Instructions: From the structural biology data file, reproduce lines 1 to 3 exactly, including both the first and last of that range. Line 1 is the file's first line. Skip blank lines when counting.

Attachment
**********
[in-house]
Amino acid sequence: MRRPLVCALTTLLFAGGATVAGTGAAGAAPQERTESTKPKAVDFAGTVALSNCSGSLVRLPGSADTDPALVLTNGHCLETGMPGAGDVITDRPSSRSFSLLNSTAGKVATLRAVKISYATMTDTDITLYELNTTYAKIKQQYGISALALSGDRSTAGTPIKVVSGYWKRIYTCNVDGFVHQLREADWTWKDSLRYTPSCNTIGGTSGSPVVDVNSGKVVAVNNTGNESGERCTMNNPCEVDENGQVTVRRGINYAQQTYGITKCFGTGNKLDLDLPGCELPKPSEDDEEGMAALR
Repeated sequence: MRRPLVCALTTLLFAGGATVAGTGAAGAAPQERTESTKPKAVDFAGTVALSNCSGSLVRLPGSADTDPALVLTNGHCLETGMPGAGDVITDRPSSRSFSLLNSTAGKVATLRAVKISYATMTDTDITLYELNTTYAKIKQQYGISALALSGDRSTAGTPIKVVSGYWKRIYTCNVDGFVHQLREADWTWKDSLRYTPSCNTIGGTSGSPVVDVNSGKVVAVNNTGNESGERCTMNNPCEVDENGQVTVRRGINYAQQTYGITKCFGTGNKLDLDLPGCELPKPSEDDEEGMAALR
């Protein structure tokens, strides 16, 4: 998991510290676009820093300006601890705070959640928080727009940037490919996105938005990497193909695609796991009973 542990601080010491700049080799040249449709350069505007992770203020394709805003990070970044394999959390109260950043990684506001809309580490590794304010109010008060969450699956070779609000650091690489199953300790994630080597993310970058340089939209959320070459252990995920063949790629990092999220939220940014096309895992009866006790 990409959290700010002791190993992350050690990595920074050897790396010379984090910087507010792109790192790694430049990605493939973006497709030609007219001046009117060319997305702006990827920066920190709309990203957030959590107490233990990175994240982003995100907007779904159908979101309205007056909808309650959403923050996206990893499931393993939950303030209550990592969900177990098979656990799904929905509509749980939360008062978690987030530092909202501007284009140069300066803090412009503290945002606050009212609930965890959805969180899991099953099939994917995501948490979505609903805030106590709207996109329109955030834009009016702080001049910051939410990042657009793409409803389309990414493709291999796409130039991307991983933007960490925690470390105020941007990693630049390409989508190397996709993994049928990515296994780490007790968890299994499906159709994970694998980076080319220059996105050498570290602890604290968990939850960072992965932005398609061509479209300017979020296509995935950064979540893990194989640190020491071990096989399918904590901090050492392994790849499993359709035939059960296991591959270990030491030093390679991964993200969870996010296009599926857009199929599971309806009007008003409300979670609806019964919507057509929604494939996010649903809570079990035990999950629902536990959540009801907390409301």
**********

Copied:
[in-house]
Amino acid sequence: MRRPLVCALTTLLFAGGATVAGTGAAGAAPQERTESTKPKAVDFAGTVALSNCSGSLVRLPGSADTDPALVLTNGHCLETGMPGAGDVITDRPSSRSFSLLNSTAGKVATLRAVKISYATMTDTDITLYELNTTYAKIKQQYGISALALSGDRSTAGTPIKVVSGYWKRIYTCNVDGFVHQLREADWTWKDSLRYTPSCNTIGGTSGSPVVDVNSGKVVAVNNTGNESGERCTMNNPCEVDENGQVTVRRGINYAQQTYGITKCFGTGNKLDLDLPGCELPKPSEDDEEGMAALR
Repeated sequence: MRRPLVCALTTLLFAGGATVAGTGAAGAAPQERTESTKPKAVDFAGTVALSNCSGSLVRLPGSADTDPALVLTNGHCLETGMPGAGDVITDRPSSRSFSLLNSTAGKVATLRAVKISYATMTDTDITLYELNTTYAKIKQQYGISALALSGDRSTAGTPIKVVSGYWKRIYTCNVDGFVHQLREADWTWKDSLRYTPSCNTIGGTSGSPVVDVNSGKVVAVNNTGNESGERCTMNNPCEVDENGQVTVRRGINYAQQTYGITKCFGTGNKLDLDLPGCELPKPSEDDEEGMAALR